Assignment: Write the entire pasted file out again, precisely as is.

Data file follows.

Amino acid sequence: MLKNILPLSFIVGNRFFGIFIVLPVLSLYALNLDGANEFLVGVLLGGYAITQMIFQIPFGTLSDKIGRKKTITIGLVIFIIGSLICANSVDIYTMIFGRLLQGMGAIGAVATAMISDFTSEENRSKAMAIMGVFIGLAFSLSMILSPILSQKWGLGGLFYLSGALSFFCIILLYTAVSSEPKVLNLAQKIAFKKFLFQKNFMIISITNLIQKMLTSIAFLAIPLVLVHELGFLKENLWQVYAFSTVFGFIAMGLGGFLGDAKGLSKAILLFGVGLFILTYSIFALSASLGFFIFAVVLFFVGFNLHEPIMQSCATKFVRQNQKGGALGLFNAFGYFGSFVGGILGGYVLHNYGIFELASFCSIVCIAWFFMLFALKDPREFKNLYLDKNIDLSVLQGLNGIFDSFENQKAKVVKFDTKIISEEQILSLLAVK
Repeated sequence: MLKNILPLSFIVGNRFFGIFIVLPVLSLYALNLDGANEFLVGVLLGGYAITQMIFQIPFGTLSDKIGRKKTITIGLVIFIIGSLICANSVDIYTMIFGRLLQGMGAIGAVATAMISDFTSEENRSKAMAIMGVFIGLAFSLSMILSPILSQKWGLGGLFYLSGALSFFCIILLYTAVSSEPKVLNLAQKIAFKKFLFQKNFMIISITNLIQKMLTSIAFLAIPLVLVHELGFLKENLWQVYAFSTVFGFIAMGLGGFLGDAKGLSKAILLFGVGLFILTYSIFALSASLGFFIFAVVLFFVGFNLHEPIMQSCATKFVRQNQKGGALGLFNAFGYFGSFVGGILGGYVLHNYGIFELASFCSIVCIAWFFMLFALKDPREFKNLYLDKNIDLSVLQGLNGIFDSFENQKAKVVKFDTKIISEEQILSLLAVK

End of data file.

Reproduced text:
Amino acid sequence: MLKNILPLSFIVGNRFFGIFIVLPVLSLYALNLDGANEFLVGVLLGGYAITQMIFQIPFGTLSDKIGRKKTITIGLVIFIIGSLICANSVDIYTMIFGRLLQGMGAIGAVATAMISDFTSEENRSKAMAIMGVFIGLAFSLSMILSPILSQKWGLGGLFYLSGALSFFCIILLYTAVSSEPKVLNLAQKIAFKKFLFQKNFMIISITNLIQKMLTSIAFLAIPLVLVHELGFLKENLWQVYAFSTVFGFIAMGLGGFLGDAKGLSKAILLFGVGLFILTYSIFALSASLGFFIFAVVLFFVGFNLHEPIMQSCATKFVRQNQKGGALGLFNAFGYFGSFVGGILGGYVLHNYGIFELASFCSIVCIAWFFMLFALKDPREFKNLYLDKNIDLSVLQGLNGIFDSFENQKAKVVKFDTKIISEEQILSLLAVK
Repeated sequence: MLKNILPLSFIVGNRFFGIFIVLPVLSLYALNLDGANEFLVGVLLGGYAITQMIFQIPFGTLSDKIGRKKTITIGLVIFIIGSLICANSVDIYTMIFGRLLQGMGAIGAVATAMISDFTSEENRSKAMAIMGVFIGLAFSLSMILSPILSQKWGLGGLFYLSGALSFFCIILLYTAVSSEPKVLNLAQKIAFKKFLFQKNFMIISITNLIQKMLTSIAFLAIPLVLVHELGFLKENLWQVYAFSTVFGFIAMGLGGFLGDAKGLSKAILLFGVGLFILTYSIFALSASLGFFIFAVVLFFVGFNLHEPIMQSCATKFVRQNQKGGALGLFNAFGYFGSFVGGILGGYVLHNYGIFELASFCSIVCIAWFFMLFALKDPREFKNLYLDKNIDLSVLQGLNGIFDSFENQKAKVVKFDTKIISEEQILSLLAVK